wood, hardwood, strong, springy

  • Advertise with us

« back to Wood & Lumber forum

Forum topic by mtenterprises posted 06-19-2012 09:01 PM 5159 views 0 times favorited 11 replies Add to Favorites Watch
View mtenterprises's profile


933 posts in 2717 days

06-19-2012 09:01 PM

Topic tags/keywords: wood hardwood

I came on here over an hour and a half ago to post this question then got sidetracked looking at projects and reading forum posts. Is this place addicting or what? Like going to the store for bread and coming home with a weeks groceries and no bread. Well enough said about thay I guess i’m addicted or I easily get side tracked.

Now for my question. I have a project in the shop for repair it’s an EZ Up shelter, yea I know it’s now made of wood but thats going to change. It got caught up in the wind and some of the expandable trusses got broken. Now I know enough to go to the manufacturer for replacement parts but for this model they don’t make them any more. Then I tried finding metal tube of the size required and so far no luck there either. So now this is what I plan to do. I plan to replace these broken trusses with wooden ones. In the past many, many projects were made from wood like racks to dry clothes or curtain stretchers and on and on. Wood is strong supple and springy. So here’s the real question what kind of wood should I use for this repair? I think it needs to be strong and springy. Should it be a hardwood like oak or something softer like willow? Since I live in the north east don’t give me some rare wood I can’t get here. Now I know some woods are too soft and some too britle I want something that will last better than the thin wall tubing that was used orignally. I’ll take your thougts into consideration and tell you what I decide on later. Thanks for the help guys.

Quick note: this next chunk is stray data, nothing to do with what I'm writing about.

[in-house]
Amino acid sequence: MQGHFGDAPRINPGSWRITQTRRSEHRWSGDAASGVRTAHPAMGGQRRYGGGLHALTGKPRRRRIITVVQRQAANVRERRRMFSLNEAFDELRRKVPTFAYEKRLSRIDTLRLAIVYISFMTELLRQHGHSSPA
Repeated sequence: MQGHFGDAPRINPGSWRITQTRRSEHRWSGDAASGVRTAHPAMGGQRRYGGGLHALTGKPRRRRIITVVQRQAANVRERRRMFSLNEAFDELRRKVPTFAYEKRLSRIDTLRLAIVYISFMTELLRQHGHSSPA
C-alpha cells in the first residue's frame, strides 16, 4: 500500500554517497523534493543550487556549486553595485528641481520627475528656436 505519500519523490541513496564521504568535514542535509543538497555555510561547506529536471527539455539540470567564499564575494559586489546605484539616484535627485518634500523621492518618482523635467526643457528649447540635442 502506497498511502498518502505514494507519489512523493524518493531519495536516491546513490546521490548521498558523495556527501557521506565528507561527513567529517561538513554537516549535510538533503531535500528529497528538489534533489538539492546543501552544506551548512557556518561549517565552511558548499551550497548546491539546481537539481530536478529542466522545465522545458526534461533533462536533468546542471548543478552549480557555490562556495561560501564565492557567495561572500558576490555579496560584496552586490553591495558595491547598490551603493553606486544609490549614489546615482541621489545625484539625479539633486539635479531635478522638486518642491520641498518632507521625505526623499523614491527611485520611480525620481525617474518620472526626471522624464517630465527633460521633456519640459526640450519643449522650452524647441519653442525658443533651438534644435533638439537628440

-- See pictures on Flickr - And visit my Facebook page -

11 replies so far

View Ryan Haasen's profile

Ryan Haasen

385 posts in 2425 days

#1 posted 06-19-2012 09:27 PM

I know that bamboo is very strong and flexible, but I imagine that you might not have access to it. Possible hard maple, but I’m not too sure on that one. I’m interested to see what other people suggest.

-- Ryan

View bobsmyuncle's profile


110 posts in 2715 days

#2 posted 06-19-2012 10:16 PM

Probably more information than you want to know about elasticity and strength:

View mtenterprises's profile


933 posts in 2717 days

#3 posted 06-20-2012 01:02 PM